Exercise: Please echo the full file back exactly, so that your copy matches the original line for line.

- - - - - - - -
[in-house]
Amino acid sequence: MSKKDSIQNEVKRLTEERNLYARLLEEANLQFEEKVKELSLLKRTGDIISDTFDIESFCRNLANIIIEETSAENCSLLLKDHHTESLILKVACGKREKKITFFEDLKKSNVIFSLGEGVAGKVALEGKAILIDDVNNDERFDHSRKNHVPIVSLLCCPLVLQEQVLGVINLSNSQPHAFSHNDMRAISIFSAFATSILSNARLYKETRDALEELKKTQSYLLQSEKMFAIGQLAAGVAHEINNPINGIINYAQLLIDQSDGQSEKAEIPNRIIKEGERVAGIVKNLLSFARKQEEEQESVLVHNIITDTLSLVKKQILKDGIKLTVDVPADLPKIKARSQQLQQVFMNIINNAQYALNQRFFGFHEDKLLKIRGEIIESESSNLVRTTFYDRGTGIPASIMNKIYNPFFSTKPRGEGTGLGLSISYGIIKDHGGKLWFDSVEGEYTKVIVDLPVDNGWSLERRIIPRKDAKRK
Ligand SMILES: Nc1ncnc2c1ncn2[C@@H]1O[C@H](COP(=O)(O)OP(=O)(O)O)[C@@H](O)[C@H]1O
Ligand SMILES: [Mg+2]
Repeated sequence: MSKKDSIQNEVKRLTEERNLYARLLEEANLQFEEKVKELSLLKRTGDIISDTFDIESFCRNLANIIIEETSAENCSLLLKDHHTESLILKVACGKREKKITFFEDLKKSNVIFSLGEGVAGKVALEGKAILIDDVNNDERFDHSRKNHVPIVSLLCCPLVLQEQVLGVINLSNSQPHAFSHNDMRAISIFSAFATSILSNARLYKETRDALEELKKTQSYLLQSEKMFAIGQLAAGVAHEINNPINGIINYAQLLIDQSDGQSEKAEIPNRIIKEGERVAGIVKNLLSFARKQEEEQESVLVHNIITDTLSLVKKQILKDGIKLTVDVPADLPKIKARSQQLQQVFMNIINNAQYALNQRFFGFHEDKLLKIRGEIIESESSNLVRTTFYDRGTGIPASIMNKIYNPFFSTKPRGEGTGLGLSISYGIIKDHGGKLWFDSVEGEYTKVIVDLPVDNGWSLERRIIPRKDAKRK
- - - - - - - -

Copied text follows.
[in-house]
Amino acid sequence: MSKKDSIQNEVKRLTEERNLYARLLEEANLQFEEKVKELSLLKRTGDIISDTFDIESFCRNLANIIIEETSAENCSLLLKDHHTESLILKVACGKREKKITFFEDLKKSNVIFSLGEGVAGKVALEGKAILIDDVNNDERFDHSRKNHVPIVSLLCCPLVLQEQVLGVINLSNSQPHAFSHNDMRAISIFSAFATSILSNARLYKETRDALEELKKTQSYLLQSEKMFAIGQLAAGVAHEINNPINGIINYAQLLIDQSDGQSEKAEIPNRIIKEGERVAGIVKNLLSFARKQEEEQESVLVHNIITDTLSLVKKQILKDGIKLTVDVPADLPKIKARSQQLQQVFMNIINNAQYALNQRFFGFHEDKLLKIRGEIIESESSNLVRTTFYDRGTGIPASIMNKIYNPFFSTKPRGEGTGLGLSISYGIIKDHGGKLWFDSVEGEYTKVIVDLPVDNGWSLERRIIPRKDAKRK
Ligand SMILES: Nc1ncnc2c1ncn2[C@@H]1O[C@H](COP(=O)(O)OP(=O)(O)O)[C@@H](O)[C@H]1O
Ligand SMILES: [Mg+2]
Repeated sequence: MSKKDSIQNEVKRLTEERNLYARLLEEANLQFEEKVKELSLLKRTGDIISDTFDIESFCRNLANIIIEETSAENCSLLLKDHHTESLILKVACGKREKKITFFEDLKKSNVIFSLGEGVAGKVALEGKAILIDDVNNDERFDHSRKNHVPIVSLLCCPLVLQEQVLGVINLSNSQPHAFSHNDMRAISIFSAFATSILSNARLYKETRDALEELKKTQSYLLQSEKMFAIGQLAAGVAHEINNPINGIINYAQLLIDQSDGQSEKAEIPNRIIKEGERVAGIVKNLLSFARKQEEEQESVLVHNIITDTLSLVKKQILKDGIKLTVDVPADLPKIKARSQQLQQVFMNIINNAQYALNQRFFGFHEDKLLKIRGEIIESESSNLVRTTFYDRGTGIPASIMNKIYNPFFSTKPRGEGTGLGLSISYGIIKDHGGKLWFDSVEGEYTKVIVDLPVDNGWSLERRIIPRKDAKRK